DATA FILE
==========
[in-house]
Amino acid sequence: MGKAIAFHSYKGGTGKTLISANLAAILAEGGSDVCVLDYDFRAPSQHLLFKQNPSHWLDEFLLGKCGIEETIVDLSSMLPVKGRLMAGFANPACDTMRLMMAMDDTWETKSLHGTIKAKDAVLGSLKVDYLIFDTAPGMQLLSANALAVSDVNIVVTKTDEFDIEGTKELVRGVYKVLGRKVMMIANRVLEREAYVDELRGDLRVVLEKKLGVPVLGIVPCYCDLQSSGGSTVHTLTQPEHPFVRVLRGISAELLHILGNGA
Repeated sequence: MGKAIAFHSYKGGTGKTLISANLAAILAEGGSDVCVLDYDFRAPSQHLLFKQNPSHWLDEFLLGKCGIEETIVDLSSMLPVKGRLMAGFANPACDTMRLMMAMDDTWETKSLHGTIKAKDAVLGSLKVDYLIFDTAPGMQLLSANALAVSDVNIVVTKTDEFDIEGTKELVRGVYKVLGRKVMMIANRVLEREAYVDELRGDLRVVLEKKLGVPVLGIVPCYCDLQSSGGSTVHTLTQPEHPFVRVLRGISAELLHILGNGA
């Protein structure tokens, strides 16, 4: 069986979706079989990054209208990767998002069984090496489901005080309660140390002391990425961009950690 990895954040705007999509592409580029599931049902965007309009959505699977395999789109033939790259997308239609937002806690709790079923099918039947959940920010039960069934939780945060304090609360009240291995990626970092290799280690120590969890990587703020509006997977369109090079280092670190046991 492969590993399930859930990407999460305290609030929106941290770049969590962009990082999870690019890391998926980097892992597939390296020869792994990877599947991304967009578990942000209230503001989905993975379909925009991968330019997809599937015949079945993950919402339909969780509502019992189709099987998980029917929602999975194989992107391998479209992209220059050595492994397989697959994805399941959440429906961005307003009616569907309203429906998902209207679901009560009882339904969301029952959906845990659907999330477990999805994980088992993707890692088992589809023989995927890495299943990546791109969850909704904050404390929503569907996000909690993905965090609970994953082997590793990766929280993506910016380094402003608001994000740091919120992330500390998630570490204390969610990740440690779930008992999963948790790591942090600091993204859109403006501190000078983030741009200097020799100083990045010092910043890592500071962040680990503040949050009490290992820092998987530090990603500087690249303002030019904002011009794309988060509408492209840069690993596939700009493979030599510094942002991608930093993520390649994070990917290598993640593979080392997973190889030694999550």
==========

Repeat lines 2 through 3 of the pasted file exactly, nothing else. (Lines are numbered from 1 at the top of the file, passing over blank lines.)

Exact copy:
Amino acid sequence: MGKAIAFHSYKGGTGKTLISANLAAILAEGGSDVCVLDYDFRAPSQHLLFKQNPSHWLDEFLLGKCGIEETIVDLSSMLPVKGRLMAGFANPACDTMRLMMAMDDTWETKSLHGTIKAKDAVLGSLKVDYLIFDTAPGMQLLSANALAVSDVNIVVTKTDEFDIEGTKELVRGVYKVLGRKVMMIANRVLEREAYVDELRGDLRVVLEKKLGVPVLGIVPCYCDLQSSGGSTVHTLTQPEHPFVRVLRGISAELLHILGNGA
Repeated sequence: MGKAIAFHSYKGGTGKTLISANLAAILAEGGSDVCVLDYDFRAPSQHLLFKQNPSHWLDEFLLGKCGIEETIVDLSSMLPVKGRLMAGFANPACDTMRLMMAMDDTWETKSLHGTIKAKDAVLGSLKVDYLIFDTAPGMQLLSANALAVSDVNIVVTKTDEFDIEGTKELVRGVYKVLGRKVMMIANRVLEREAYVDELRGDLRVVLEKKLGVPVLGIVPCYCDLQSSGGSTVHTLTQPEHPFVRVLRGISAELLHILGNGA